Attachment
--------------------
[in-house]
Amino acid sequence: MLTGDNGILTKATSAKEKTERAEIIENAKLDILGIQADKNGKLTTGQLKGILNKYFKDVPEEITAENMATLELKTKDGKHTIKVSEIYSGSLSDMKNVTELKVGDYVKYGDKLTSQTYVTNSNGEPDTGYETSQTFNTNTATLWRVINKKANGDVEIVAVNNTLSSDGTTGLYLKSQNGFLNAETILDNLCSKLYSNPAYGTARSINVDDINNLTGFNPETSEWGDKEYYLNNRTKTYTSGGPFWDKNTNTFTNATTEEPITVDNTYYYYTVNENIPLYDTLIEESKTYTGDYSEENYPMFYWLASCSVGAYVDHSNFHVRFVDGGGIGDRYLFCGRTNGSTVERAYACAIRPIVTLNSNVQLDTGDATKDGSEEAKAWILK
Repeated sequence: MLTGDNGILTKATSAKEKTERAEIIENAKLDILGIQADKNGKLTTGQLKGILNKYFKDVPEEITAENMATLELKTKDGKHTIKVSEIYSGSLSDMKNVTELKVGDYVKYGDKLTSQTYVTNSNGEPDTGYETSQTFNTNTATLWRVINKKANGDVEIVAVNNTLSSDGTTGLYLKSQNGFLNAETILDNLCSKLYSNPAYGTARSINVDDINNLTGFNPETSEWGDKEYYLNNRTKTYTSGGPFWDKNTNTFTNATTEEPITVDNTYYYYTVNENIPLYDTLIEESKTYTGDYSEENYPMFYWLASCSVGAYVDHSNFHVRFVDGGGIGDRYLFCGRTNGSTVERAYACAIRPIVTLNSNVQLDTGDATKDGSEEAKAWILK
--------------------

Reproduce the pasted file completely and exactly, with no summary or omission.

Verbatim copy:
[in-house]
Amino acid sequence: MLTGDNGILTKATSAKEKTERAEIIENAKLDILGIQADKNGKLTTGQLKGILNKYFKDVPEEITAENMATLELKTKDGKHTIKVSEIYSGSLSDMKNVTELKVGDYVKYGDKLTSQTYVTNSNGEPDTGYETSQTFNTNTATLWRVINKKANGDVEIVAVNNTLSSDGTTGLYLKSQNGFLNAETILDNLCSKLYSNPAYGTARSINVDDINNLTGFNPETSEWGDKEYYLNNRTKTYTSGGPFWDKNTNTFTNATTEEPITVDNTYYYYTVNENIPLYDTLIEESKTYTGDYSEENYPMFYWLASCSVGAYVDHSNFHVRFVDGGGIGDRYLFCGRTNGSTVERAYACAIRPIVTLNSNVQLDTGDATKDGSEEAKAWILK
Repeated sequence: MLTGDNGILTKATSAKEKTERAEIIENAKLDILGIQADKNGKLTTGQLKGILNKYFKDVPEEITAENMATLELKTKDGKHTIKVSEIYSGSLSDMKNVTELKVGDYVKYGDKLTSQTYVTNSNGEPDTGYETSQTFNTNTATLWRVINKKANGDVEIVAVNNTLSSDGTTGLYLKSQNGFLNAETILDNLCSKLYSNPAYGTARSINVDDINNLTGFNPETSEWGDKEYYLNNRTKTYTSGGPFWDKNTNTFTNATTEEPITVDNTYYYYTVNENIPLYDTLIEESKTYTGDYSEENYPMFYWLASCSVGAYVDHSNFHVRFVDGGGIGDRYLFCGRTNGSTVERAYACAIRPIVTLNSNVQLDTGDATKDGSEEAKAWILK